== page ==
Hospitals adapt to welcome religious patients
The hospital perks of yesteryear — designer gowns, valet parking, Internet access — stressed luxury and convenience. Today, hospitals have found God.
Area hospitals are now touting “Shabbat elevators” for observant Jews, “bloodless surgery” for Jehovah’s Witnesses and Muslim prayer rooms.
The new services show that hospitals have begun adapting to the religious mosaic of northern New Jersey — and are increasingly marketing to patients not by disease or age, but by belief.
At Englewood Hospital and Medical Center, the staff is rolling out the Jewish carpet, advertising services that accommodate and comfort the observant Jew, one of the fastest-growing patient groups for the 540-bed hospital.
In a month, Holy Name Hospital in Teaneck will finish installing a Shabbat elevator, and expects to open a Shabbat suite within a year. Hackensack University Medical Center has two kosher kitchens, video links to Jewish schools and a freestanding “Shabbos house” for Jewish visitors. St. Joseph’s Regional Medical Center in Paterson has a Muslim prayer room as well as a Christian chapel, and offers Korans upon request.
Englewood Hospital hopes to duplicate the success of its “bloodless surgery” specialty. That 12-year-old program has a global reputation among Jehovah’s Witnesses, who do not accept blood transfusions.
Observant Jews can’t work on the Sabbath, and that prohibition extends to actions such as pushing an elevator button, using electric lights or triggering an automatic door.
To accommodate Jewish visitors, the hospital provides a manual door and a Shabbat elevator that automatically stops on every floor. There is also an overnight room for visitors who can’t drive home once the sun sets on Friday night. A kosher kitchen is stocked with fresh food and ritual items.
“The last thing you want to worry about while somebody is sick is that they might have to transgress on something they believe in,” said Zahava Cohen, Englewood’s patient care director.
When Cohen’s father was hospitalized years ago in New York, he couldn’t get the required food needed for Passover. For the first time in his life, he broke the dietary rules for the holiday. “It was horrible,” Cohen said.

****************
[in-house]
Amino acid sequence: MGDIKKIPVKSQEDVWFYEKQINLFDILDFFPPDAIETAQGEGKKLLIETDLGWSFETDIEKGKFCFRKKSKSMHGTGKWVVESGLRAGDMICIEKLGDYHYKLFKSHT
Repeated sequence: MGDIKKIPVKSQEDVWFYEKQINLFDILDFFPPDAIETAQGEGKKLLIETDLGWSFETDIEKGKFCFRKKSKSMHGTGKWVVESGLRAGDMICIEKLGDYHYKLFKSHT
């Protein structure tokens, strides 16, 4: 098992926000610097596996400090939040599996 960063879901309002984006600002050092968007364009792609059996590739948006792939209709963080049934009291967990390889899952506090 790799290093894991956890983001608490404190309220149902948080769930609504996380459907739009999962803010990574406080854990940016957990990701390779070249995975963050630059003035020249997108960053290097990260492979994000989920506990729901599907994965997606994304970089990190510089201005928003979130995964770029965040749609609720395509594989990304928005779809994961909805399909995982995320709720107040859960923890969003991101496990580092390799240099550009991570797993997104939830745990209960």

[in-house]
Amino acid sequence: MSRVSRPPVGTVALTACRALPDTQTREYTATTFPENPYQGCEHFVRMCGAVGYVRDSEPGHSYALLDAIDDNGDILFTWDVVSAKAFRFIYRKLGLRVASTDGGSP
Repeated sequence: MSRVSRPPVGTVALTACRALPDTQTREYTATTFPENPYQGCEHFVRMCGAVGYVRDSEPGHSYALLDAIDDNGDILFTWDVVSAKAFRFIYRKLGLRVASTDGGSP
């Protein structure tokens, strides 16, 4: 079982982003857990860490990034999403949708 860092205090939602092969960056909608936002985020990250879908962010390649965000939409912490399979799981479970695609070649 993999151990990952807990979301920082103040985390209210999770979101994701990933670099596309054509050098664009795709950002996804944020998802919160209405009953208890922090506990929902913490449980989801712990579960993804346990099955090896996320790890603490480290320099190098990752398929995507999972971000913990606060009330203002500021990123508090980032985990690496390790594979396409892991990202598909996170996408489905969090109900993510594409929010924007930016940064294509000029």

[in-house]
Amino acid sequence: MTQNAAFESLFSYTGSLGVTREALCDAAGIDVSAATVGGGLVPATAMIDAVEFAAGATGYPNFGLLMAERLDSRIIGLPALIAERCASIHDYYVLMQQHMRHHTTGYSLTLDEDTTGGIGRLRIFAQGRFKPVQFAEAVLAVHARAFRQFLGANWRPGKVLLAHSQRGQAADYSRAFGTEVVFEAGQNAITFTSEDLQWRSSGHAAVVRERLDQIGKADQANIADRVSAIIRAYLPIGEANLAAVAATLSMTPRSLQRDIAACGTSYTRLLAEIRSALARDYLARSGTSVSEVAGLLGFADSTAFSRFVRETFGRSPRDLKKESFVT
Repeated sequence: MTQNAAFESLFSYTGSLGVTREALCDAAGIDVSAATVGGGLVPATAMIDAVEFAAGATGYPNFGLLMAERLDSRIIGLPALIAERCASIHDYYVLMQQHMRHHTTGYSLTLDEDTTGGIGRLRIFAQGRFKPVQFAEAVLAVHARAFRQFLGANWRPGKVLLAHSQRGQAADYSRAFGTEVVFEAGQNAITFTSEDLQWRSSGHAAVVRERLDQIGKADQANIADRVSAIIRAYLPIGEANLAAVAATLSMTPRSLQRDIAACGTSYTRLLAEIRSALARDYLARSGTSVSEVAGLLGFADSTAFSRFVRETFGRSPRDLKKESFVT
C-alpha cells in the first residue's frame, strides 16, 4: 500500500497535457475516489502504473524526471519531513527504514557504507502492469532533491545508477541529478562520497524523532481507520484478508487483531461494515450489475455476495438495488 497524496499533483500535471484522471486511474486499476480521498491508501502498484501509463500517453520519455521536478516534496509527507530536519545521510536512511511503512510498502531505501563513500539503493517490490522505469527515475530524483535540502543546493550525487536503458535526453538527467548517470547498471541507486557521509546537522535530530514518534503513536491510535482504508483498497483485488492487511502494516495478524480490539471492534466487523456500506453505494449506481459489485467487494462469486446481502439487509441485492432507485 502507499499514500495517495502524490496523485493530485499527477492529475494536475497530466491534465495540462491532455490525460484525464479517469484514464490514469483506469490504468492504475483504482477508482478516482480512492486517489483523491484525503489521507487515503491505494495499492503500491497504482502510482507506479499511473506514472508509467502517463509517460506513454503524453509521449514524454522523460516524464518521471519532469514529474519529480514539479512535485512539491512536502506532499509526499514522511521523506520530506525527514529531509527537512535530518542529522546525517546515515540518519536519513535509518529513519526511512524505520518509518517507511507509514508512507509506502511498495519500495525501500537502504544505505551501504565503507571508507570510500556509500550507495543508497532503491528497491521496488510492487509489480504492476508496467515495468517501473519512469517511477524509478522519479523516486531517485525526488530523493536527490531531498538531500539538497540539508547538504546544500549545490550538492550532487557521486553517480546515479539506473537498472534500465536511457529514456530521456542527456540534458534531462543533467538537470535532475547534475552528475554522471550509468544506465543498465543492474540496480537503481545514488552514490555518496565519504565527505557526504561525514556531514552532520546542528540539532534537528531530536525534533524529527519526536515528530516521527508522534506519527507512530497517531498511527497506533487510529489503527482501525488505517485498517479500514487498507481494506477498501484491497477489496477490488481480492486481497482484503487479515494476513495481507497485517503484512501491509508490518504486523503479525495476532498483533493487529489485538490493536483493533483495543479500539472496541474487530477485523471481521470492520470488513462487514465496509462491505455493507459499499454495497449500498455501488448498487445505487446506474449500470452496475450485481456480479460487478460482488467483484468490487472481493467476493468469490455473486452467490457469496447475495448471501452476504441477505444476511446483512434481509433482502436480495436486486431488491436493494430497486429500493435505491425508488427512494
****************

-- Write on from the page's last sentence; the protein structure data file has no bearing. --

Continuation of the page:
Other observant Jews have similar stories. They recall standing outside automatic doors, waiting to slip inside behind someone else, or walking for miles to visit a sick parent or child on the Sabbath.
“My daughter was born Friday afternoon,” remembered Teaneck resident Jessica Kohn. “My mother-in-law ran around the entire hospital that afternoon looking for a candelabra for me to light [Shabbat] candles and it was next to impossible.”
Englewood resident Diane Katzenstein had to sleep on the floor of a New York hospital 20 years ago when her mother was ill on a Friday night. Because there was no kosher cafeteria food, she ate candy bars from the vending machines.
“It’s come a long way,” said Katzenstein, a member of Congregation Ahavath Torah in Englewood. Her volunteer group keeps the hospital’s kosher kitchen stocked with frozen meals and challah rolls and grape juice for saying the Sabbath prayers.
“It’s culturally competent care,” said Rick Wade, senior vice president for the American Hospital Association. “There’s a great deal of it going on.”
Hospitals have hired Hmong traditional healers, relaxed visitor limits for large extended families, and moved hospital beds to face Mecca, Wade said.
“What hospitals are doing is observing the content of communities around them,” Wade said. “It’s critical to the long-term success of the hospital.”
Out of necessity, Englewood has educated its staff on how to accommodate the intricacies of Jewish law. About 40 percent of women who give birth at the hospital are observant Jews, Cohen said. Maternity nurses have learned that some women will not use a breast pump on the Sabbath, and others will not use the electric call-button. Some Jewish men will not touch their wives during childbirth, while others will wait outside the delivery room. Staff members have learned to understand and respect these practices.
“I always get uncomfortable as an observant Jew to have to explain everything,” said Kohn, who has had three more children at the hospital since her daughter’s birth in 1998. “The fact that you don’t have to explain everything is one less thing to worry about.”